Registered Massage Therapist
Member of the Massage Therapists' Association of Nova Scotia since 2000

The Halifax Professional Centre
5991 Spring Garden Road • Suite 577
Halifax, Nova Scotia • B3H 1Y6
902 • 580 • 2708


RMT = Health Care Provider

Occasionally I get a phone call or an email of someone wanting to know if I provide 'other' kinds of massage. I don't judge people who provide that service for money or the people who go to them. But NO, I do not.

I do get a bit tired of addressing this issue. Probably how a pharmacist would feel if people kept asking if they sold street drugs. But I'll assume some people might genuinely not know the difference, so I will explain.

When you see RMT after a massage therapist's name, it signifies that they are a Registered Massage Therapist. It means we are health care providers. Compare it to a Physiotherapist or an Occupational Therapist if you must, in order to understand. It means we have successfully completed a rigorous, two year, full time college program consisting of studies in anatomy, pathology, orthopaedic testing, therapeutic massage, hydrotherapy and clinical practice. We learned how to use massage therapy as a means to treat symptoms resulting from cerebral palsy, whiplash, muscle spasm and plantar fasciitis and many more conditions. It means we learned how to do a relaxation massage to decrease the effects of stress from working all day at a desk or walking around a hospital all day. It means once we graduated from our program, we became members of a professional association. In my case, this is MTANS, the Massage Therapists Association of Nova Scotia, " a self governing body of massage therapists dedicated to protecting the public, serving its members, and promoting the highest possible quality of the practice of massage therapy."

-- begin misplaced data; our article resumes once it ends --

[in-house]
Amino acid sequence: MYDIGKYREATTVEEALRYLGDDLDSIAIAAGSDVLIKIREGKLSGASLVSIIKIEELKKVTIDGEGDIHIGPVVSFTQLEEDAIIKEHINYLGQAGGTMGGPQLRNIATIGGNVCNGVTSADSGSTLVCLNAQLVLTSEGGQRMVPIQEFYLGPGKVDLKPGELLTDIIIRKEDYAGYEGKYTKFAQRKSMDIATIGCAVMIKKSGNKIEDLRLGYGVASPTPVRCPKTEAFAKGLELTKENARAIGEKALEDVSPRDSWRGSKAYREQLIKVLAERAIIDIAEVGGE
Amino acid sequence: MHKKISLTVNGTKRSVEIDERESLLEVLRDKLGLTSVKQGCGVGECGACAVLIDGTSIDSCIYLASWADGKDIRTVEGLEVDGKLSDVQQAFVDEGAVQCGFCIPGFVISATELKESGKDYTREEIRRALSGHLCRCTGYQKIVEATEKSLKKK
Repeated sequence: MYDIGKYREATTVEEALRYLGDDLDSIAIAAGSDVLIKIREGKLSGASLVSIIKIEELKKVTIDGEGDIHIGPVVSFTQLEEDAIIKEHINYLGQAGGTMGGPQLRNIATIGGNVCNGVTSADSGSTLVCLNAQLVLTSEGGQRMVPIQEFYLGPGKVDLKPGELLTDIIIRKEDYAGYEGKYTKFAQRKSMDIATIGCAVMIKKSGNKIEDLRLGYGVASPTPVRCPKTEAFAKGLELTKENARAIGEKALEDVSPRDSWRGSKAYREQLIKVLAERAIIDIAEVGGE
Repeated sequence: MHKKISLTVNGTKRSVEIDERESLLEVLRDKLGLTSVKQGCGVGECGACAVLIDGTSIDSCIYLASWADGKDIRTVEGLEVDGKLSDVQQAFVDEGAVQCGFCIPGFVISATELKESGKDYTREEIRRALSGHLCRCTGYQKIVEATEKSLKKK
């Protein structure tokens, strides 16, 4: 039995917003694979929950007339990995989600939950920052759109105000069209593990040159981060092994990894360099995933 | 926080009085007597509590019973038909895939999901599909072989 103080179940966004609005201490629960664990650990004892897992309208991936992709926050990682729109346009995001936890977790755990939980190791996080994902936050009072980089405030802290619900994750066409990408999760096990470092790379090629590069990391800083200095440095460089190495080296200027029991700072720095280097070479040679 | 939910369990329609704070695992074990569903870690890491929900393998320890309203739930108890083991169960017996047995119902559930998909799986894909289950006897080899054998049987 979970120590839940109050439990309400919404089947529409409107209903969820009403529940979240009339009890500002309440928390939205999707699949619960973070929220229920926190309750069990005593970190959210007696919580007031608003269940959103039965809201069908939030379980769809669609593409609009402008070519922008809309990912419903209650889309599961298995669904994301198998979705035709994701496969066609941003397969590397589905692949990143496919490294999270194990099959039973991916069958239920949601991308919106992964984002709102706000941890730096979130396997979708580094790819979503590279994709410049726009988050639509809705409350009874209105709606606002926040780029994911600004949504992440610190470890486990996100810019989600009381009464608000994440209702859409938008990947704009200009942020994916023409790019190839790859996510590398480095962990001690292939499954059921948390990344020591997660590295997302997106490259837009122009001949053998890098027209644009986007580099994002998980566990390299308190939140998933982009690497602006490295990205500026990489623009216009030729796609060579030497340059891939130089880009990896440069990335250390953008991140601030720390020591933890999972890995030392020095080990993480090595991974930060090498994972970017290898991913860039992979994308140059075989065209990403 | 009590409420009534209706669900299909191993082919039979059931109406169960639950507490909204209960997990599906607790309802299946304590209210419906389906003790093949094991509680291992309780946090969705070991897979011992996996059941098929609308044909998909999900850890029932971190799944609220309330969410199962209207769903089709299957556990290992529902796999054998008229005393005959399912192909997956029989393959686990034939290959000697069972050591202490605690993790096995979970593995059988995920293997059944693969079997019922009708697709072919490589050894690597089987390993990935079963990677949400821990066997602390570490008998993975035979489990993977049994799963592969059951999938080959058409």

No, I do not provide the 'other' type of massage.

But equally important: If a massage therapist does not have RMT after their name, do not assume they provide 'other' massage services. I know many skilled Massage Therapists who offer massage therapy but who do not qualify to join a professional association and earn the designation RMT, usually because they were trained in another country and cannot attend massage school in Canada or join an association, due to language barriers.


1. If a Massage Therapist has RMT after their name, they are a health care provider and they will NEVER provide 'other' massage services. 

2. If a Massage Therapist does NOT have RMT after their name, it does NOT follow that they will offer 'other' massage. Do not assume anything. 

DO NOT make an appointment with any Massage Therapist of any kind and ask for 'other' massage in person or worse, in the middle of a treatment. If you absolutely cannot tell from their advertising, it's a simple question you can ask by phone or email ahead of time. If you ask in person and they are a professional Massage Therapist, you will make them feel startled, uncomfortable, confused, threatened and probably angry. If you ask for that type of service in person or during a treatment, your RMT or Massage Therapist might phone the police and report you. So figure it out ahead of time and make a well informed decision.